When eight new Kansas football players arrive in Lawrence ahead of the spring semester, only one could potentially stick around and contribute for four seasons.
Quarterback Peyton Bender, defensive tackle J.J. Holmes, receiver Kerr Johnson Jr., defensive linemen Willie McCaleb and KeyShaun Simmons, and cornerback Shakial Taylor all will debut for the Jayhawks in 2017 as juniors, after transferring in from their respective junior colleges. Corner Hasan Defense, who only spent one year playing for Kilgore College, will be a sophomore.
But head coach David Beaty and his defensive assistants were thrilled to land a high school senior on mid-year signing day this past week, too. Kyron Johnson, a linebacker from Arlington, Texas, who graduated early, will dive into offseason conditioning and spring football at KU while most of his prep peers continue to work toward graduating from high school.
Beaty described Johnson’s speed as “blazing,” before sharing the Lamar High talent ran his 40-yard dash somewhere between a “low 4.4” seconds and a “high 4.3” at KU’s Friday Night Lights camp in June, when the linebacker first verbally committed.
The Kansas staff felt even better about Johnson, a three-star prospect according to Rivals, when Beaty witnessed him practicing at inside linebacker. The offense had called a bubble screen to the right side and the future Jayhawk immediately caught the attention of the college coaches watching on the sideline.
“He runs past about four defenders and just blows this poor kid up,” Beaty recalled. “You know, you see that play and you're like, ‘You know, man, that was pretty good.’ And you watch him the rest of the day and he is all over the field and he can fly.”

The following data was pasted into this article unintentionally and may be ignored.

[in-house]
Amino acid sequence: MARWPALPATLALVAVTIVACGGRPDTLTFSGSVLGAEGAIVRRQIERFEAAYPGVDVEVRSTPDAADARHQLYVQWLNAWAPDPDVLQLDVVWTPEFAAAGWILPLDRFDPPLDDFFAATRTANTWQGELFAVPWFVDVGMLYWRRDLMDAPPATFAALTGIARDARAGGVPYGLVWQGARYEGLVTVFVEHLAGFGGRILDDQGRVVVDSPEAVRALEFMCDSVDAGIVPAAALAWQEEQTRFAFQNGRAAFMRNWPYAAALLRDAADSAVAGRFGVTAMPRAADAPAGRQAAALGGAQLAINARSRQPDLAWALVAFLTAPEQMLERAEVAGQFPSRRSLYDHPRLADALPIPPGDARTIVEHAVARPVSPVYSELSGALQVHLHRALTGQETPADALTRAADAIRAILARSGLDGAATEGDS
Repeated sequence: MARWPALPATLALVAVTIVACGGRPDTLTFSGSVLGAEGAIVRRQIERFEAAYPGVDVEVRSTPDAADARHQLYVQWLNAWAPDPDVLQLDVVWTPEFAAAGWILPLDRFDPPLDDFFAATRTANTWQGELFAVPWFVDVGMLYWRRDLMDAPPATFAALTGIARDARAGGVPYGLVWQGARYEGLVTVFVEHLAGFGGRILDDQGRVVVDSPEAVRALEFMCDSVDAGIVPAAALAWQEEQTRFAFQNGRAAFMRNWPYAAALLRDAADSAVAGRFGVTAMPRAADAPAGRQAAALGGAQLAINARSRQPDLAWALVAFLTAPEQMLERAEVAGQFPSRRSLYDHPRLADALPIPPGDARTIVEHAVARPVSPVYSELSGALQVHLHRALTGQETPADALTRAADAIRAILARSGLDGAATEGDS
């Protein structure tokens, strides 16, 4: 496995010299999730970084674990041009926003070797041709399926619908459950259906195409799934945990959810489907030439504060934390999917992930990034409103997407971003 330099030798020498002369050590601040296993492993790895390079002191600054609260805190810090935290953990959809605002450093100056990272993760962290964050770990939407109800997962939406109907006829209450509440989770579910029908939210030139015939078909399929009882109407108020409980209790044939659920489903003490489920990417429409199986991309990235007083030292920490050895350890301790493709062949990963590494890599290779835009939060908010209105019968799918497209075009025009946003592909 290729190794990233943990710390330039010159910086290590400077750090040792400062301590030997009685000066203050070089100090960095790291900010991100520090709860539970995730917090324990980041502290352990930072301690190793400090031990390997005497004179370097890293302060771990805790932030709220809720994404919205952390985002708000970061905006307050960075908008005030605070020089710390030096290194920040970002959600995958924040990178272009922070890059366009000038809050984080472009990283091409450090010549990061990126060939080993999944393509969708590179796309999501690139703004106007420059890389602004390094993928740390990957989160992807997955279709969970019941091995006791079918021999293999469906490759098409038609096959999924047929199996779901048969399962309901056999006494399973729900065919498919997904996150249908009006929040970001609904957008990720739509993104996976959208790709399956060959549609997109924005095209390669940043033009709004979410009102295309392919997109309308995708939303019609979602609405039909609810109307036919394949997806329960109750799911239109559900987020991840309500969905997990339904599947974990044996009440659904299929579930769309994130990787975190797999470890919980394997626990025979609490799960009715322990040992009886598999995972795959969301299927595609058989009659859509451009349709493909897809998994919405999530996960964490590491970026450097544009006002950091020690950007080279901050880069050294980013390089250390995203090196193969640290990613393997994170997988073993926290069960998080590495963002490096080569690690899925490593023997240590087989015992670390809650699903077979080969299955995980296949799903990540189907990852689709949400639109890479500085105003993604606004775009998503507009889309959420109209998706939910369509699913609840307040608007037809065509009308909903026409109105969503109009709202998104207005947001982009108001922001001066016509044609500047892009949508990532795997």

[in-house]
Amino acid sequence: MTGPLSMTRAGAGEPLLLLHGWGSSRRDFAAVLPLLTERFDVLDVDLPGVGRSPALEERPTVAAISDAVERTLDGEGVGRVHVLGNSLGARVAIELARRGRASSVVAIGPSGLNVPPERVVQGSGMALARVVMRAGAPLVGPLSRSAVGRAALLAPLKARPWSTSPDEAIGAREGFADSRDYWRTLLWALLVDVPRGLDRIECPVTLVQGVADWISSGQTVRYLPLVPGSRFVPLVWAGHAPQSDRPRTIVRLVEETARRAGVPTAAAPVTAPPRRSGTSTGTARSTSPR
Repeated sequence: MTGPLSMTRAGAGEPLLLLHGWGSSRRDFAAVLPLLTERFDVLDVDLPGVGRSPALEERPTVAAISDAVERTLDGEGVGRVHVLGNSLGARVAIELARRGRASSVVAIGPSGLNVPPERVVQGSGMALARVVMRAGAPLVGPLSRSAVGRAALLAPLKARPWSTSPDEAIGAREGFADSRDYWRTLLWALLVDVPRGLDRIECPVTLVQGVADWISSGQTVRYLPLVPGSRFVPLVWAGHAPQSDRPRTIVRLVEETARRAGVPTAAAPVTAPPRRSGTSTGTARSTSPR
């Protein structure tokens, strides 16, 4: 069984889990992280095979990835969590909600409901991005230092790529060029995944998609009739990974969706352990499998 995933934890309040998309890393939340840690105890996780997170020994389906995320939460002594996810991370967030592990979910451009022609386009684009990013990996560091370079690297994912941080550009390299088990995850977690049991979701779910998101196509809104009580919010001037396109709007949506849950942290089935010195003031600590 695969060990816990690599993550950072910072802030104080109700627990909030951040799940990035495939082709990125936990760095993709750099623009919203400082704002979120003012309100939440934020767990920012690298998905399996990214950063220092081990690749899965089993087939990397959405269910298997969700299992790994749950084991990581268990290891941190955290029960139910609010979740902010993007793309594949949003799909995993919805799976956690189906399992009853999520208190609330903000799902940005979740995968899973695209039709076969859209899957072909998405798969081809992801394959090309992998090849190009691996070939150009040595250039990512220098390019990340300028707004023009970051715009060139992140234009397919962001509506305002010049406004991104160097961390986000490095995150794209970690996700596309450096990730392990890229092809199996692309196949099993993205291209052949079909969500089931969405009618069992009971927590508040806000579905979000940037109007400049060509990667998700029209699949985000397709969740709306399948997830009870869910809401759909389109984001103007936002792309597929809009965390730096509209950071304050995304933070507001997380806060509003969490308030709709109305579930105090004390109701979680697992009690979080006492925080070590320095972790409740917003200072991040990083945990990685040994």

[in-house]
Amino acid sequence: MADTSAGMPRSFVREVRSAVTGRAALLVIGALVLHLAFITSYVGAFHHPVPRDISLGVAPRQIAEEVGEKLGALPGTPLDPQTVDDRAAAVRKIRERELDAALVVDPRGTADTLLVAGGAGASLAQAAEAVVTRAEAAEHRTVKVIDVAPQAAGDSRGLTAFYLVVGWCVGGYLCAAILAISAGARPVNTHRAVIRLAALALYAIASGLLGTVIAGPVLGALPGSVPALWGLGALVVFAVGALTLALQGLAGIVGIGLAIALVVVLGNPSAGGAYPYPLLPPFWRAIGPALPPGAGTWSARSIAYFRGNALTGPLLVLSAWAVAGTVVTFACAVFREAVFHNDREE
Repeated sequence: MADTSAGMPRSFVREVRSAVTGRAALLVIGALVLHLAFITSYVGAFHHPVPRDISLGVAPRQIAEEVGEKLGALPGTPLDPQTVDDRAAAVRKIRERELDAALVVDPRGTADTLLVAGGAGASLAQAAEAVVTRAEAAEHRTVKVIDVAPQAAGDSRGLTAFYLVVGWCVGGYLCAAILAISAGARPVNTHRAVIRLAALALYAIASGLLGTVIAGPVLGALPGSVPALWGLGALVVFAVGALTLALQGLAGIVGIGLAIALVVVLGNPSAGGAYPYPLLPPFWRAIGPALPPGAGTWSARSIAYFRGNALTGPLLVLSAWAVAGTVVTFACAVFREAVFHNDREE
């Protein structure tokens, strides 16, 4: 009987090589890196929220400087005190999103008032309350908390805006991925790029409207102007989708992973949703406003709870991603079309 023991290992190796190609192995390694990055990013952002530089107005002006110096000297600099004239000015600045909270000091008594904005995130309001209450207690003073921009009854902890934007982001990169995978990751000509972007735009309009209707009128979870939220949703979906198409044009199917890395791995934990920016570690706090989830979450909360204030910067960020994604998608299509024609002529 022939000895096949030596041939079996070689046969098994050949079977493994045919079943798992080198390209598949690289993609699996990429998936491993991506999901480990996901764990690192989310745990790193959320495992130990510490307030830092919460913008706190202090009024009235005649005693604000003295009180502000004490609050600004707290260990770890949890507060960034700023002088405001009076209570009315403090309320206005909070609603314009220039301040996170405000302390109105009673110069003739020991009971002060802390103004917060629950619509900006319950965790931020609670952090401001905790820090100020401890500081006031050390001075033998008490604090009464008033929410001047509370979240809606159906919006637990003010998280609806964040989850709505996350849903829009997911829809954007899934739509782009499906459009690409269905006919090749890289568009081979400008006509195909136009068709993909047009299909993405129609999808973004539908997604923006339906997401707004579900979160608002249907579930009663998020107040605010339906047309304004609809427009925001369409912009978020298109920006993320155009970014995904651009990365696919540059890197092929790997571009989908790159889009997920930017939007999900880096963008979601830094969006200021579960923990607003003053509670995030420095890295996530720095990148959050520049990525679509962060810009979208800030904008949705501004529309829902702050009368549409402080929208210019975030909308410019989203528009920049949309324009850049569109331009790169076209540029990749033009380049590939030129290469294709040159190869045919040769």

Although Johnson is listed at 6-foot-1 and 200 pounds, Beaty said he is closer to 6-2 and 205 already and will continue adding more muscle to his frame once he gets to KU. The coach envisions him eventually playing closer to 230 pounds, with speed in the open field and long arms to aid his tackling.
“So length and speed is what this league has turned into,” Beaty said, “and you need guys that can do that. He can not only be a great player inside, because he's very strong for a guy his size, but he can cover folks, because he can run. He can move light side-to-side.”
KU’s head coach said Johnson should at least be able to contribute on special teams immediately. He’ll join a group of returning linebackers that includes Joe Dineen, Keith Loneker Jr., Osaze Ogbebor and Denzel Feaster.
“We're gonna need him,” Beaty said. “We don't have many guys that can run that fast on this team, period — particularly at that linebacker spot. Not many people do. That dude can run.”
Johnson plans to take on a pre-med course load at KU, with professional aspirations of one day becoming a neurosurgeon.
“We're gonna like this guy. He's a very mature young man,” Beaty said. “So it would be nice to see him be able to contribute for us as a young player.”
At the very least, Johnson will have a head start on most college freshmen.